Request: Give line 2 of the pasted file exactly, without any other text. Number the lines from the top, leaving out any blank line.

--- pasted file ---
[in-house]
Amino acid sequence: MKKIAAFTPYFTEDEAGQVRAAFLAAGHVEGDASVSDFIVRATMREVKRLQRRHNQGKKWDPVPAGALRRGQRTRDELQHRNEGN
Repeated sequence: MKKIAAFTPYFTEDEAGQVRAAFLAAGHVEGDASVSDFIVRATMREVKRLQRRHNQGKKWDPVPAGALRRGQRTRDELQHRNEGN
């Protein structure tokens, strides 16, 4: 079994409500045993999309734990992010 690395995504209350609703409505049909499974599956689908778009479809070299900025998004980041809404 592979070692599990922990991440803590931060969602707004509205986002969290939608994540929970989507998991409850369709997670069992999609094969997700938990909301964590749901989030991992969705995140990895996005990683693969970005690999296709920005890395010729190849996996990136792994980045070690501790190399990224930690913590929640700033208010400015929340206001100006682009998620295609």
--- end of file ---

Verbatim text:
Amino acid sequence: MKKIAAFTPYFTEDEAGQVRAAFLAAGHVEGDASVSDFIVRATMREVKRLQRRHNQGKKWDPVPAGALRRGQRTRDELQHRNEGN